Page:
Some of you may recall that in May 2010, I found a headless statue of William T. Sherman in nearby Pickerington, Ohio, and set about trying to solve the mystery. A few weeks later, I spoke to Headless Billy’s owner, who assured me that a fix was in the works. I am pleased to say that Headless Billy is headless no more! Sadly, though, he remains handless Billy. Hopefully that will also be rectified soon.
Thanks to my friend Mike Peters for the photo of No Longer Headless Billy that graces this post. All’s well that ends well. Click on the image to see a larger version of it.
The following article appeared in last Friday’s edition of Columbus Dispatch:
Sherman statue headed for completion
By Ken Gordon
The Columbus Dispatch Friday June 7, 2013 6:43 AM
William T. Sherman has waited 45 years to get a good head on his shoulders — so what’s a few more days?
Rain yesterday kept sculptor Oro Ray King from securing a 60-pound sandstone head to the statue of the Civil War general, which was decapitated by vandals in 1968.
King and a friend, Mike Ancona, positioned the head to check the fit, but the rain kept King from applying the epoxy that will lock it in place.
He plans to finish the job on Tuesday.
King was hired by Columbus real-estate developer Walter Reiner, who purchased the vandalized statue at a 2008 auction in Muskingum County and moved it to a vacant grassy lot in a Pickerington shopping center that he owns.
Reiner wanted the statue of Sherman, a Lancaster native, to stand in Fairfield County.
The 7-foot statue, carved in 1918, originally stood among dozens of other statues of prominent historical figures on the Frazeysburg property of sculptor Daniel Brice Baughman.
Reiner bought it for $2,800 and paid $5,000 to move the 8½-ton rock to the shopping center.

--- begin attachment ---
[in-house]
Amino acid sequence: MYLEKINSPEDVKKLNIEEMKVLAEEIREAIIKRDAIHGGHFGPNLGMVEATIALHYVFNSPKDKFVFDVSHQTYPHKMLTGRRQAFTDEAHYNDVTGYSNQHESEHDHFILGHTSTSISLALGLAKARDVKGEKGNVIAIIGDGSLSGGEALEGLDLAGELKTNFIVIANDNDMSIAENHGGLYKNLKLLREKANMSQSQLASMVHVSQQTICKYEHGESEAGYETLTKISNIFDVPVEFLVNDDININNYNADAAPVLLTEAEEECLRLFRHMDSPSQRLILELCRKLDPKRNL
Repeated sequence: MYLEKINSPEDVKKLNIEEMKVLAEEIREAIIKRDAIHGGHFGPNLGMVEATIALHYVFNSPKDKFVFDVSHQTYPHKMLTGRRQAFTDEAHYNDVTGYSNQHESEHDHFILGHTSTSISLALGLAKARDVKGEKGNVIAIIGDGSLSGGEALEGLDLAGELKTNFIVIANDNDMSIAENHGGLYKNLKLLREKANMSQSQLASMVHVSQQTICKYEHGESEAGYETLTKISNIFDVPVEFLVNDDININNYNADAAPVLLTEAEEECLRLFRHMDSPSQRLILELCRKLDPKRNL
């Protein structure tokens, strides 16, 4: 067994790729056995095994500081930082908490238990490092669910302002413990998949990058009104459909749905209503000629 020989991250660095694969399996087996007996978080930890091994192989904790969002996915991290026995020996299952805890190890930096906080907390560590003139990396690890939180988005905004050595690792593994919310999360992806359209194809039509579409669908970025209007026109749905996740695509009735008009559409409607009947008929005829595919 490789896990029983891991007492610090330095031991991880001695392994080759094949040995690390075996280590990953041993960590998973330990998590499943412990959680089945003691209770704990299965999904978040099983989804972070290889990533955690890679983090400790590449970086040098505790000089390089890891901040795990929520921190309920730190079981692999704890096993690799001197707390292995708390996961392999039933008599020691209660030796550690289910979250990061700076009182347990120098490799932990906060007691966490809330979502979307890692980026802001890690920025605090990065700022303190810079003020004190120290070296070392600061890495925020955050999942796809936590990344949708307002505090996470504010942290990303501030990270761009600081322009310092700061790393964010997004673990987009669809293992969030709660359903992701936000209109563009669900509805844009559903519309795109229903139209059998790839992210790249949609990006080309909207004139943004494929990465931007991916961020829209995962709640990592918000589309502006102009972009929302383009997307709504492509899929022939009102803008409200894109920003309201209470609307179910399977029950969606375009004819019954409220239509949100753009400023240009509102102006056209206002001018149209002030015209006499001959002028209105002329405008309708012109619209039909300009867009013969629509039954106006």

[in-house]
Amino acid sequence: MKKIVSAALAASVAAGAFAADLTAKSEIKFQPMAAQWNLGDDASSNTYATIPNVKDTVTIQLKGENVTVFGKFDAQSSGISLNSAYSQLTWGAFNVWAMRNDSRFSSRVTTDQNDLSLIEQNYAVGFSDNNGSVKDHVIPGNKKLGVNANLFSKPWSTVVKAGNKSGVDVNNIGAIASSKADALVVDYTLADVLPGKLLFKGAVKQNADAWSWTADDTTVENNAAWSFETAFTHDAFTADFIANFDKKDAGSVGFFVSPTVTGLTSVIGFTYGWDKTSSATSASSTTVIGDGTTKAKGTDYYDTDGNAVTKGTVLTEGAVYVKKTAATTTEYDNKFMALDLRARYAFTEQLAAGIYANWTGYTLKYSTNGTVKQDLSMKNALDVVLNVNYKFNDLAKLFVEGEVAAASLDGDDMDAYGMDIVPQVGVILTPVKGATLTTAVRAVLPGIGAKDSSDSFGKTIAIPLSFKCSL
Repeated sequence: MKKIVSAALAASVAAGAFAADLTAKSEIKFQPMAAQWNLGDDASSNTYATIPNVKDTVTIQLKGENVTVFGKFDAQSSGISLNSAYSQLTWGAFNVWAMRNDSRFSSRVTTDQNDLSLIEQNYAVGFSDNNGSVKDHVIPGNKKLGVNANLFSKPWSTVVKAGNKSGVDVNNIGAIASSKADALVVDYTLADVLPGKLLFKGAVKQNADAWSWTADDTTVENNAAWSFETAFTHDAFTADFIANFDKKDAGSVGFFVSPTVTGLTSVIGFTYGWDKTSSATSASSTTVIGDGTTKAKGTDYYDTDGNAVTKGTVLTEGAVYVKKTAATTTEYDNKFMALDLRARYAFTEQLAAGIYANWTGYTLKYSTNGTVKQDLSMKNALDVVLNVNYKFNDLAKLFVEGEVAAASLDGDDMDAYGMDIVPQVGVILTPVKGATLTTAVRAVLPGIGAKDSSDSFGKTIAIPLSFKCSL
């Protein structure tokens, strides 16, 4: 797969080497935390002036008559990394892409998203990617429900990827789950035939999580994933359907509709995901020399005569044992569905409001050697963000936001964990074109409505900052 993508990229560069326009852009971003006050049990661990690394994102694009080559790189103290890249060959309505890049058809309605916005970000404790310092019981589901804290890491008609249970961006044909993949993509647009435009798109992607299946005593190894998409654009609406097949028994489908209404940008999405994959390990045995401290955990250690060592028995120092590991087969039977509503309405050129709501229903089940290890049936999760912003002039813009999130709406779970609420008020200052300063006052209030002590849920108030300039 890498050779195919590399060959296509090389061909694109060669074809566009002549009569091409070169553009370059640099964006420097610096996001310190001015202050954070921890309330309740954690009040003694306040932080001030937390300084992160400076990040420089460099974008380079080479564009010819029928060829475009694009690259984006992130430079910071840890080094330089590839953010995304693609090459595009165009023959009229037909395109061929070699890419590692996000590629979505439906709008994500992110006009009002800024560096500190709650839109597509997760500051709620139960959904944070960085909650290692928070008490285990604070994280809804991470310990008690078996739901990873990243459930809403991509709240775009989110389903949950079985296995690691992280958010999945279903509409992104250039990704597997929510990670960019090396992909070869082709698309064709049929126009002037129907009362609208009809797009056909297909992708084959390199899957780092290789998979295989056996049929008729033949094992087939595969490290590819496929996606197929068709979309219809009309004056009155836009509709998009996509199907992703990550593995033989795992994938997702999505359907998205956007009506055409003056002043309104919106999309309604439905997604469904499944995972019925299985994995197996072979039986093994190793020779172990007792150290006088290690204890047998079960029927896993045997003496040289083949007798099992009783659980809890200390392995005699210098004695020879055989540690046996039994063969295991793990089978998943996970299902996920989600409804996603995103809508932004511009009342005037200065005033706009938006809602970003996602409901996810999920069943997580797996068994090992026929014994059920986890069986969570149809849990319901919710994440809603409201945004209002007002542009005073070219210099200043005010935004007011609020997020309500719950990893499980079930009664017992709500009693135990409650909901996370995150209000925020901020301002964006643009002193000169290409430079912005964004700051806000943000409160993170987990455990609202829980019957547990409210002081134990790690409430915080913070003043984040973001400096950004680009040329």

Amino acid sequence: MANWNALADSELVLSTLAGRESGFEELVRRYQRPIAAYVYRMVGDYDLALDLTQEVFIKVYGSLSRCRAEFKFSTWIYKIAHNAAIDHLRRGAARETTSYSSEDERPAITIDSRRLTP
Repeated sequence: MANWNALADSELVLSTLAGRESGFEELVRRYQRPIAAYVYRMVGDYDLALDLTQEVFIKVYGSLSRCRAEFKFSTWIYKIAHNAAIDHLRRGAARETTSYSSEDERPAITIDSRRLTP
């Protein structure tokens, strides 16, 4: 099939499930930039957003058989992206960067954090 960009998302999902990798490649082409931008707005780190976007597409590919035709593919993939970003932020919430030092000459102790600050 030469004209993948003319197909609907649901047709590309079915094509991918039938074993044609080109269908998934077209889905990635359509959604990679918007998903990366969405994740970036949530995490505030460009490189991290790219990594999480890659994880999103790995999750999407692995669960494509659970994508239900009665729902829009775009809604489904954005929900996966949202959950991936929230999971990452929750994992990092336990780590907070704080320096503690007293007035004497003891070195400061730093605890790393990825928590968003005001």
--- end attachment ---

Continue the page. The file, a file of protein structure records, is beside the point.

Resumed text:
He then began a long search for a sculptor.
A November story in The Dispatch about the headless statue, Reiner said, “brought people out of the woodwork.”
He settled on King, a Buckeye Lake resident who has been sculpting for 45 years and has done a lot of work for museums and historical sites.
Reiner would not disclose how much he paid King, except to say that it was more than the $4,000 he had originally hoped to spend but less than a $20,000 estimate he received.
King, 75, said he first made a clay bust after looking at various photos of Sherman, then obtained a 400-pound block of sandstone from Dresden, Ohio.
In April, he started carving the sandstone to the final, 16-inch-tall head.
“It feels pretty good to get it over with,” King said. “I have arthritis pretty bad, and sometimes I have to stop and let my hands rest a little bit.”
After fitting the head yesterday, King and Ancona removed it for safekeeping until King finishes the job.
“I think it looks better than the original,” Reiner said. “This will honor Gen. Sherman properly.
“I certainly meant no disrespect; it just took a little while to do the job right.”
Well done, Mr. Reiner. And well done Mr. King.Scridb filter